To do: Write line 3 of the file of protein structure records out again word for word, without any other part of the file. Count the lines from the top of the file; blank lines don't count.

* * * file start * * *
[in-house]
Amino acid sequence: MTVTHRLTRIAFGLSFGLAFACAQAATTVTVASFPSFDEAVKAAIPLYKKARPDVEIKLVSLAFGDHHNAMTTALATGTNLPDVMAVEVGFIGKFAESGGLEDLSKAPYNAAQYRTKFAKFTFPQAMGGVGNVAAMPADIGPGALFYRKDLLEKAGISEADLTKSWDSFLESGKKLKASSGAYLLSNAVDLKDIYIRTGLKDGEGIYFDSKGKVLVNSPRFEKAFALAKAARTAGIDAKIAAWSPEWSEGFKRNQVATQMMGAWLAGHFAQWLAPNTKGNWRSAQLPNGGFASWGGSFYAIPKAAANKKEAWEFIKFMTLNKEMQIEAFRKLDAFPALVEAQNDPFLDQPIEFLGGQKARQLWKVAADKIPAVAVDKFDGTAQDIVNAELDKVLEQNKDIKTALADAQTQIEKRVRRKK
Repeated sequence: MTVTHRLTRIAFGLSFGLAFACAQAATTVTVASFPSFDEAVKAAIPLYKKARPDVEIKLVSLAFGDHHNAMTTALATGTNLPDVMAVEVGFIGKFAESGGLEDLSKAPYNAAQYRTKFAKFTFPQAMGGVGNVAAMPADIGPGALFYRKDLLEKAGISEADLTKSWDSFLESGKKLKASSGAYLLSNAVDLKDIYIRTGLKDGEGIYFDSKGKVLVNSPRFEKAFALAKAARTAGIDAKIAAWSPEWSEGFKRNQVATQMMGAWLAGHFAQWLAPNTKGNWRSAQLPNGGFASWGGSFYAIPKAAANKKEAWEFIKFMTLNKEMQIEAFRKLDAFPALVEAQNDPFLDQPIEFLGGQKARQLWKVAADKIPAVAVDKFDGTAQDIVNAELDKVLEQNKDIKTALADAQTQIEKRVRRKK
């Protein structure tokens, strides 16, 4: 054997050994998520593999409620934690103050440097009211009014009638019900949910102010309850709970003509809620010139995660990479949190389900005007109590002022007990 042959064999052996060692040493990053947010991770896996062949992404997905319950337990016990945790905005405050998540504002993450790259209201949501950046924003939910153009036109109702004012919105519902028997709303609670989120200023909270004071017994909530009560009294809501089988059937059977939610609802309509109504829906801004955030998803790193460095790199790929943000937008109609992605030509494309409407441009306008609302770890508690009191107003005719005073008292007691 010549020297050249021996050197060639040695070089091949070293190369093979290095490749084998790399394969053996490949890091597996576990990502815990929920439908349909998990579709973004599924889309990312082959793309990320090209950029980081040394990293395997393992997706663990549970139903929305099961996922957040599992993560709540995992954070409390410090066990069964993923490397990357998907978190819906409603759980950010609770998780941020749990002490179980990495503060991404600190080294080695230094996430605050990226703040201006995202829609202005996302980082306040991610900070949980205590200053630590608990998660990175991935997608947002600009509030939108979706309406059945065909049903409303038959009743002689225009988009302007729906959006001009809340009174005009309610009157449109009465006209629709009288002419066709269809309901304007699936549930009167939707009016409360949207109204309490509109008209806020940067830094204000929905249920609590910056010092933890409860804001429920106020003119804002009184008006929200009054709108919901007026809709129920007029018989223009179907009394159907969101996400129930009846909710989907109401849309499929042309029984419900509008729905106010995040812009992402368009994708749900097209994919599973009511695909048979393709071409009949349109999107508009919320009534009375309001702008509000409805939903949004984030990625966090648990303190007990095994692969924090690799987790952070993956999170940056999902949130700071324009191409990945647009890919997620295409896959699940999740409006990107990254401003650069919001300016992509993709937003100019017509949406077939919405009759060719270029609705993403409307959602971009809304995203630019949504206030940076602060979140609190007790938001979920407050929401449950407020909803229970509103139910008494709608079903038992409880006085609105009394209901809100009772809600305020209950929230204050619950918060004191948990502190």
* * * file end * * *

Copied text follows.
Repeated sequence: MTVTHRLTRIAFGLSFGLAFACAQAATTVTVASFPSFDEAVKAAIPLYKKARPDVEIKLVSLAFGDHHNAMTTALATGTNLPDVMAVEVGFIGKFAESGGLEDLSKAPYNAAQYRTKFAKFTFPQAMGGVGNVAAMPADIGPGALFYRKDLLEKAGISEADLTKSWDSFLESGKKLKASSGAYLLSNAVDLKDIYIRTGLKDGEGIYFDSKGKVLVNSPRFEKAFALAKAARTAGIDAKIAAWSPEWSEGFKRNQVATQMMGAWLAGHFAQWLAPNTKGNWRSAQLPNGGFASWGGSFYAIPKAAANKKEAWEFIKFMTLNKEMQIEAFRKLDAFPALVEAQNDPFLDQPIEFLGGQKARQLWKVAADKIPAVAVDKFDGTAQDIVNAELDKVLEQNKDIKTALADAQTQIEKRVRRKK